Journal of Health Science-David Publishing Company
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  Journal of Health Science

Volume 2, Number 2, February 2014

Frequency:monthly
ISSN:2328-7136
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Volume 2, Number 2, February 2014
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63-74
  

Abstract: The study presents the results of exploring the effect of physical disability on the coping strategies and personality factors in a group of adolescents. It is discovered that the context of adaptability in stress coping and that of preferred coping strategies with personality factors in a cohort (N = 410) measured by means of a questionnaire: coping inventory, childrens coping strategies checklist, and the Big Five scales for California Child Q-Set. The results point to an indicator of active stress coping in the compared cohorts such as conscientiousness, agreeableness and neuroticism. Conscientiousness and openness as indicators of adaptive self-focused and environment-focused stress coping. Identified limits to the used coping strategies in adolescents require application of programmes in support of development of personality qualities, as effective coping indicators specifically in disabled adolescents.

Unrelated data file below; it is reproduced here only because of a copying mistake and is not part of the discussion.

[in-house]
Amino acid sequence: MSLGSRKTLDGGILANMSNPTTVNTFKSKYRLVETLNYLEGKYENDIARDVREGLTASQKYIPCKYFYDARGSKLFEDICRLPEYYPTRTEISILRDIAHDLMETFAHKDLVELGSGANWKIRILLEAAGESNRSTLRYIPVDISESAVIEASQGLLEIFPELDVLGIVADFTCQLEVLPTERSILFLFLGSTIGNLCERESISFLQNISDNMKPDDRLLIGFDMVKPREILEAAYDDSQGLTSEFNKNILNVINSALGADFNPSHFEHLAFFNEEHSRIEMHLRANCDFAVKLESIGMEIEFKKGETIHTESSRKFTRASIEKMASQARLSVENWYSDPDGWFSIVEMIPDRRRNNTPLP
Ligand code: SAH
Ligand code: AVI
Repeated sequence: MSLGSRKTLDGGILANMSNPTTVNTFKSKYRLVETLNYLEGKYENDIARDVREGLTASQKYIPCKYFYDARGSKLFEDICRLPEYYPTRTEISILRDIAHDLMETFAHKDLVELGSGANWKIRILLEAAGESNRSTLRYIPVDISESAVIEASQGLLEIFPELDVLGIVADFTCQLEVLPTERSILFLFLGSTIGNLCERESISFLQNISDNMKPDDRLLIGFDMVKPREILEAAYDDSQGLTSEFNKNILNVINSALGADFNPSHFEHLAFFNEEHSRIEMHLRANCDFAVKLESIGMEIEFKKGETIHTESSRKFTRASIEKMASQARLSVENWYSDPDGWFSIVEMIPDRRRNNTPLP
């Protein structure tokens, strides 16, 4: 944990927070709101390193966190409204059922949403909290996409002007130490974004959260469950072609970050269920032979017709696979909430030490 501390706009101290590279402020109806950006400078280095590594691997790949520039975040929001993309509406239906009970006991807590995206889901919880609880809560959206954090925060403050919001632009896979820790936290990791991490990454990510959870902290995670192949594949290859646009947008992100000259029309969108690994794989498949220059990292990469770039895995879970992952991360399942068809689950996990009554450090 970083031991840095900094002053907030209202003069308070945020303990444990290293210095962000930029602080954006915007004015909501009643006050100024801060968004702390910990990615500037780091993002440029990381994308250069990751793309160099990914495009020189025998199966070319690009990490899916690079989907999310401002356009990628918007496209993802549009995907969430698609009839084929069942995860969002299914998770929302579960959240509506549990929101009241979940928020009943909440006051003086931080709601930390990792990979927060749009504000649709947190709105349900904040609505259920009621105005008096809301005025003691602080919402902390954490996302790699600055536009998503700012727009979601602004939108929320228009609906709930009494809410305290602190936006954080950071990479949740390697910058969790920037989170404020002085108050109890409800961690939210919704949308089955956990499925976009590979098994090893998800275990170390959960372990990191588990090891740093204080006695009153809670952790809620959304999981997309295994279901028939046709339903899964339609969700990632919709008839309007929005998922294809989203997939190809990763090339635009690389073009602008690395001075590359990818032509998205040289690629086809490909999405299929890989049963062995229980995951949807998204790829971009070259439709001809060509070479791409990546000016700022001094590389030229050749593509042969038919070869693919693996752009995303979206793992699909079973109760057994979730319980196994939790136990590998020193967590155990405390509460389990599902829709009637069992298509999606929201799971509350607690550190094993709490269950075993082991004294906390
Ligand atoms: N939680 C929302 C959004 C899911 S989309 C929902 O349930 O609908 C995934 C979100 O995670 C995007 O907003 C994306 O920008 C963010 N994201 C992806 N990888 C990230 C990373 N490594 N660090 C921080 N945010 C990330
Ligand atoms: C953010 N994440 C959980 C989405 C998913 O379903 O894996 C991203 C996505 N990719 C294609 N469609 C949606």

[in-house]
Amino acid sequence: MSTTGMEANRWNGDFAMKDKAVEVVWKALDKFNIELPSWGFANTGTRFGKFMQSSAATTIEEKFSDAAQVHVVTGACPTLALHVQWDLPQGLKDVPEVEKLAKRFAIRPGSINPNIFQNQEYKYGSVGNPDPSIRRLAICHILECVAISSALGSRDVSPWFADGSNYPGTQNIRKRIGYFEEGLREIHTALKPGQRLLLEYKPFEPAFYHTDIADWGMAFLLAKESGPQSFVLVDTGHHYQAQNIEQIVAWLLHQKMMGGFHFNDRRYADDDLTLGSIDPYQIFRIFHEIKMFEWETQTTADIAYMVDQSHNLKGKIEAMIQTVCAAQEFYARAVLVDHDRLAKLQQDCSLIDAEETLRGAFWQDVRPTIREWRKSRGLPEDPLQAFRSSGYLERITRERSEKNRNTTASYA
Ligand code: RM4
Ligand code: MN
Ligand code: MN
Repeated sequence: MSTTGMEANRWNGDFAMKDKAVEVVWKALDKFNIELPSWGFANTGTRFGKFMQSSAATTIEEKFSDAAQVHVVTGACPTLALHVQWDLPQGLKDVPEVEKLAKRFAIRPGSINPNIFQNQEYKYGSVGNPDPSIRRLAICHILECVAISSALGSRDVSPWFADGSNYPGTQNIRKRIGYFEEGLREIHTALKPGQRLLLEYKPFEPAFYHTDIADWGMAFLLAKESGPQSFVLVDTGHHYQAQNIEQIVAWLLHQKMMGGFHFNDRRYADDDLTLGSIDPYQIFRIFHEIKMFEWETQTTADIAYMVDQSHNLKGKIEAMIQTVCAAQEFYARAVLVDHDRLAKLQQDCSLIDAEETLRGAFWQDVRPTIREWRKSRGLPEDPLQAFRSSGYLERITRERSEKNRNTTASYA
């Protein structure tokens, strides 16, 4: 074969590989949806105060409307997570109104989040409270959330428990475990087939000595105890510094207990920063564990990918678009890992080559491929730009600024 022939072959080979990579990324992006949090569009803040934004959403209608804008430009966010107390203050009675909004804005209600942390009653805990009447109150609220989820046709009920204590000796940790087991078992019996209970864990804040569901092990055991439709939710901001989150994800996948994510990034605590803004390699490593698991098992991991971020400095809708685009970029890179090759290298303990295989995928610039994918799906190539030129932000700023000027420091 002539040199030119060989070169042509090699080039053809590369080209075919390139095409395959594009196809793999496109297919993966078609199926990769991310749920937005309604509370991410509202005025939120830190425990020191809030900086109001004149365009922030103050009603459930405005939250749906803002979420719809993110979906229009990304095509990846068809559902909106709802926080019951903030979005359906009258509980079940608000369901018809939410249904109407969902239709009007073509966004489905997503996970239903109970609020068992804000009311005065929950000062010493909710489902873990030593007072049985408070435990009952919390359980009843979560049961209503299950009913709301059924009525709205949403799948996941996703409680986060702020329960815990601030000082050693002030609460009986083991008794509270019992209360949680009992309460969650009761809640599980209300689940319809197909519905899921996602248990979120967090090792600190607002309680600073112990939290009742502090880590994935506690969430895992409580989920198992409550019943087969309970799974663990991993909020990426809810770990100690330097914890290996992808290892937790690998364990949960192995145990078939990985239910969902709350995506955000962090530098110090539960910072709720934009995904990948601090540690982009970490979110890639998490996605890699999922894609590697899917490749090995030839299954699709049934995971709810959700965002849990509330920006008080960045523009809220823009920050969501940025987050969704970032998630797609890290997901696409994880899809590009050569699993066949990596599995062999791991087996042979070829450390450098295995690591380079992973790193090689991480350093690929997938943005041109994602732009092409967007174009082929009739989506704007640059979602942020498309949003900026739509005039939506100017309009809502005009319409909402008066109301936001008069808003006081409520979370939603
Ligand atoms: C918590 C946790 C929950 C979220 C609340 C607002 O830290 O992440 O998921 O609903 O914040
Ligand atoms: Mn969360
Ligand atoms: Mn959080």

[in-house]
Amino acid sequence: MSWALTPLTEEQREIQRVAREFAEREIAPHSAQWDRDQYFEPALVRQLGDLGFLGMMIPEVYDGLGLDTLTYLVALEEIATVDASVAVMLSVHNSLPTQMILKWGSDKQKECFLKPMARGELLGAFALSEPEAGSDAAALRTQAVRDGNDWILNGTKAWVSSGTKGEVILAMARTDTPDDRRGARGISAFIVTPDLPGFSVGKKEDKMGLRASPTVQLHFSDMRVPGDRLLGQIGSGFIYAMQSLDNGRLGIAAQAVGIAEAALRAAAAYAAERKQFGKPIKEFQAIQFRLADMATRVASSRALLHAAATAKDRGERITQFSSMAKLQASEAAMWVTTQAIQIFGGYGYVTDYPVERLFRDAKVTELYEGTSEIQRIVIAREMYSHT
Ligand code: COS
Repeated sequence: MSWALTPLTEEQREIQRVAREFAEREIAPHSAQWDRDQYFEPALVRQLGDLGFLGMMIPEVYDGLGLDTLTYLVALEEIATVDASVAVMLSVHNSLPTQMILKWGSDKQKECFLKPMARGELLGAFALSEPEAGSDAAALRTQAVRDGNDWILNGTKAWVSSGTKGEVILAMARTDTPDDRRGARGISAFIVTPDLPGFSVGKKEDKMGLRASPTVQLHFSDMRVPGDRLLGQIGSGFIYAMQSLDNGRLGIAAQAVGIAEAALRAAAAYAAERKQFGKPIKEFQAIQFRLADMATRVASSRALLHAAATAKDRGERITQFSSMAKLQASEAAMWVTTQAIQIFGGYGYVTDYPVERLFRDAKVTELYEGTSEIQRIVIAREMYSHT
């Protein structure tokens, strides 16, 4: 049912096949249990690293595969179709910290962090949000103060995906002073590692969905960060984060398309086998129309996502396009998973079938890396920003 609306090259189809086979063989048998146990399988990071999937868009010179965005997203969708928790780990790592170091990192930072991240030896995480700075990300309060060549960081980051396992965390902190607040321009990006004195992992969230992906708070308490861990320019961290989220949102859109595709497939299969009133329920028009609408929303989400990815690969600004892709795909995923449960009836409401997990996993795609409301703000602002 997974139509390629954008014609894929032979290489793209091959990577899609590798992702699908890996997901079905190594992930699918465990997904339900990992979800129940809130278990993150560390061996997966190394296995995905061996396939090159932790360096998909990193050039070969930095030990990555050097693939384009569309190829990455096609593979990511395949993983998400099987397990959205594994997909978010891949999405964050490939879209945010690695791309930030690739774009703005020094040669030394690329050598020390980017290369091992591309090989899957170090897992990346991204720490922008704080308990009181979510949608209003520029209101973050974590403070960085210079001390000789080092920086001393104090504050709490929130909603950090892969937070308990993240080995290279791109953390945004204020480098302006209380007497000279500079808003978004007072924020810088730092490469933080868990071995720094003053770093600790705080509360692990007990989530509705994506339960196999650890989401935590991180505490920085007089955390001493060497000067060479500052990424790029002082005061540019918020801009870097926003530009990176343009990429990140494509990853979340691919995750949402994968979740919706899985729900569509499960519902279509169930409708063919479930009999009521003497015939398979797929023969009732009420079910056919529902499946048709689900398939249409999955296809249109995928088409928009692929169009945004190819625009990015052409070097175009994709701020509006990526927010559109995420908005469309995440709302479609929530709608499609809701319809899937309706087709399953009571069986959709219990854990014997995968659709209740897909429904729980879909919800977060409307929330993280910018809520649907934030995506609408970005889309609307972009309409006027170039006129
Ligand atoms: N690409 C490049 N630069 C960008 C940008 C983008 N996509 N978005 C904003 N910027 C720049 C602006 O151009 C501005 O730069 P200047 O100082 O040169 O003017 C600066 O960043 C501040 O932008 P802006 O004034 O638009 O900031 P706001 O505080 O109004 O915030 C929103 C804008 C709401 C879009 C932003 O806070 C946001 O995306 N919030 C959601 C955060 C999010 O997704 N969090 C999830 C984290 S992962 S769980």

Key words: Coping strategies, personality factors, physical disability, early adolescence.

75-88
  

Abstract: Crop disease is an important area which needs attention since most of the hazardous inputs added into the agricultural system are in the form of plant protection chemicals. Production of the crop is, however, constrained by several disease infections including fungal diseases. The present study focused to isolate, Pseudomonas fluorescens possess a variety of promising properties which make it a better biocontrol agent. Two Pseudomonas fluorescens isolates from rhizospheric soil of faba bean were evaluated for their antagonistic activity against Botrytis fabae that is known to attack faba bean crops. Bio-primed faba bean seed with P f 9 and P f 10 (Pseudomonas fluorescens isolates 9 and Pseudomonas fluorescens isolates 10) for pathogencity test in green house was indicated an initiate positive result respectively. Two isolates of P f 9 and P f 10 reduced both disease severity and incidence. So it could be concluded that the used P f 9 and P f 10 could resist the detrimental effects of Botrytis fabae on the plant growth and yield that will be used as biocontrol in the farm after field test.